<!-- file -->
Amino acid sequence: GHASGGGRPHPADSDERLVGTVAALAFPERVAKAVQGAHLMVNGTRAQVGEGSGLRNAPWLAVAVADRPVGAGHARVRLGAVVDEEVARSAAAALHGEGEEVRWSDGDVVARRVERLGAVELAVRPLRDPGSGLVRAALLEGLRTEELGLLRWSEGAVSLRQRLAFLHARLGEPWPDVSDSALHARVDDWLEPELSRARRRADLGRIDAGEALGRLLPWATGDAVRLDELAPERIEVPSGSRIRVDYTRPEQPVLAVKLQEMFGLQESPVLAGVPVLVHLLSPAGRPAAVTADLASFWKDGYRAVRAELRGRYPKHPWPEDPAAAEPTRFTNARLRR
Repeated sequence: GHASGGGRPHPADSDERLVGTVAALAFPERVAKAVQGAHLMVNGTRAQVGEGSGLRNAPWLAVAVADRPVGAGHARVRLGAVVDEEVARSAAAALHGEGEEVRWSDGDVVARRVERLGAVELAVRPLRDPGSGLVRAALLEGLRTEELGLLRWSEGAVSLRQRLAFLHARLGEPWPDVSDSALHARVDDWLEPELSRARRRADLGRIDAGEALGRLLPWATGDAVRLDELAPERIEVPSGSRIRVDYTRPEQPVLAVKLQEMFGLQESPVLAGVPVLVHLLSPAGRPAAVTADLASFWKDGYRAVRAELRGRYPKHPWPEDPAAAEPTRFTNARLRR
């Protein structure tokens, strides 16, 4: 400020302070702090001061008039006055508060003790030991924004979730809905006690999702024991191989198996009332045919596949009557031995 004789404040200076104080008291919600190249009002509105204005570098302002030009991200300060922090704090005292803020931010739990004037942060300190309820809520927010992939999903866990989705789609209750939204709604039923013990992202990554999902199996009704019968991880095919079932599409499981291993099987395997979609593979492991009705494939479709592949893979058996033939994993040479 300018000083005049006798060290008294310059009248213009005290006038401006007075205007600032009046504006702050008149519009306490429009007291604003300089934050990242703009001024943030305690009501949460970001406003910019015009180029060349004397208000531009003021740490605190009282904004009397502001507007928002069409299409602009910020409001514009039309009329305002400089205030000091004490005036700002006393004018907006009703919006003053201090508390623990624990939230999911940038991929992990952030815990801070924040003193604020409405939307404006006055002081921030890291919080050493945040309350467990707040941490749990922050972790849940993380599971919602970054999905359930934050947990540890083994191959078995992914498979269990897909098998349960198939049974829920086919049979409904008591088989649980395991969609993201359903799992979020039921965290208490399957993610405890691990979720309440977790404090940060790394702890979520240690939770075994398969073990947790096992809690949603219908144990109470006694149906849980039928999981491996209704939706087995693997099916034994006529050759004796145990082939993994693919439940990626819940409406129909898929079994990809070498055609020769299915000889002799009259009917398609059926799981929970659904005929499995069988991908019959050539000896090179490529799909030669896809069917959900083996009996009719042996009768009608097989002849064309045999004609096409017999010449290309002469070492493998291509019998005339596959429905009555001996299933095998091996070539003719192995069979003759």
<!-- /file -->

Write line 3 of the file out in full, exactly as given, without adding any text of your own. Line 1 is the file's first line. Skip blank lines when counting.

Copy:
């Protein structure tokens, strides 16, 4: 400020302070702090001061008039006055508060003790030991924004979730809905006690999702024991191989198996009332045919596949009557031995 004789404040200076104080008291919600190249009002509105204005570098302002030009991200300060922090704090005292803020931010739990004037942060300190309820809520927010992939999903866990989705789609209750939204709604039923013990992202990554999902199996009704019968991880095919079932599409499981291993099987395997979609593979492991009705494939479709592949893979058996033939994993040479 300018000083005049006798060290008294310059009248213009005290006038401006007075205007600032009046504006702050008149519009306490429009007291604003300089934050990242703009001024943030305690009501949460970001406003910019015009180029060349004397208000531009003021740490605190009282904004009397502001507007928002069409299409602009910020409001514009039309009329305002400089205030000091004490005036700002006393004018907006009703919006003053201090508390623990624990939230999911940038991929992990952030815990801070924040003193604020409405939307404006006055002081921030890291919080050493945040309350467990707040941490749990922050972790849940993380599971919602970054999905359930934050947990540890083994191959078995992914498979269990897909098998349960198939049974829920086919049979409904008591088989649980395991969609993201359903799992979020039921965290208490399957993610405890691990979720309440977790404090940060790394702890979520240690939770075994398969073990947790096992809690949603219908144990109470006694149906849980039928999981491996209704939706087995693997099916034994006529050759004796145990082939993994693919439940990626819940409406129909898929079994990809070498055609020769299915000889002799009259009917398609059926799981929970659904005929499995069988991908019959050539000896090179490529799909030669896809069917959900083996009996009719042996009768009608097989002849064309045999004609096409017999010449290309002469070492493998291509019998005339596959429905009555001996299933095998091996070539003719192995069979003759």